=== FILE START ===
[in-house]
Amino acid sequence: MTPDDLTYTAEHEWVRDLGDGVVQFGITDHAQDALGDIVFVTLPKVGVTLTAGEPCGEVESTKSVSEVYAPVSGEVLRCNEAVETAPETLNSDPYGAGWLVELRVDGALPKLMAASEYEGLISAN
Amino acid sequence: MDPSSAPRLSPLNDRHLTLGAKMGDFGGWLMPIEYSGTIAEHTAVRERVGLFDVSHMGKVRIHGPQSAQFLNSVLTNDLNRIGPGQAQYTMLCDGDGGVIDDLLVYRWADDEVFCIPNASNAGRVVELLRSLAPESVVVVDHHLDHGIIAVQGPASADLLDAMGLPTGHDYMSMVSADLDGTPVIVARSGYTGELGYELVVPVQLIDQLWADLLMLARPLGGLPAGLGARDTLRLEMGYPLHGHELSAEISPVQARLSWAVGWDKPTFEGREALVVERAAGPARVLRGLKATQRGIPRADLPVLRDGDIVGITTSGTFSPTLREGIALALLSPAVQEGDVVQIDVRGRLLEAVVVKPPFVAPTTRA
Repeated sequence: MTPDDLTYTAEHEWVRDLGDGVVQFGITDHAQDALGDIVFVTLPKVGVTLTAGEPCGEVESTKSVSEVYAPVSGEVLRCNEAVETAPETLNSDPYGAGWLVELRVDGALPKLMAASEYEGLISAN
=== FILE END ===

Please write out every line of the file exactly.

[in-house]
Amino acid sequence: MTPDDLTYTAEHEWVRDLGDGVVQFGITDHAQDALGDIVFVTLPKVGVTLTAGEPCGEVESTKSVSEVYAPVSGEVLRCNEAVETAPETLNSDPYGAGWLVELRVDGALPKLMAASEYEGLISAN
Amino acid sequence: MDPSSAPRLSPLNDRHLTLGAKMGDFGGWLMPIEYSGTIAEHTAVRERVGLFDVSHMGKVRIHGPQSAQFLNSVLTNDLNRIGPGQAQYTMLCDGDGGVIDDLLVYRWADDEVFCIPNASNAGRVVELLRSLAPESVVVVDHHLDHGIIAVQGPASADLLDAMGLPTGHDYMSMVSADLDGTPVIVARSGYTGELGYELVVPVQLIDQLWADLLMLARPLGGLPAGLGARDTLRLEMGYPLHGHELSAEISPVQARLSWAVGWDKPTFEGREALVVERAAGPARVLRGLKATQRGIPRADLPVLRDGDIVGITTSGTFSPTLREGIALALLSPAVQEGDVVQIDVRGRLLEAVVVKPPFVAPTTRA
Repeated sequence: MTPDDLTYTAEHEWVRDLGDGVVQFGITDHAQDALGDIVFVTLPKVGVTLTAGEPCGEVESTKSVSEVYAPVSGEVLRCNEAVETAPETLNSDPYGAGWLVELRVDGALPKLMAASEYEGLISAN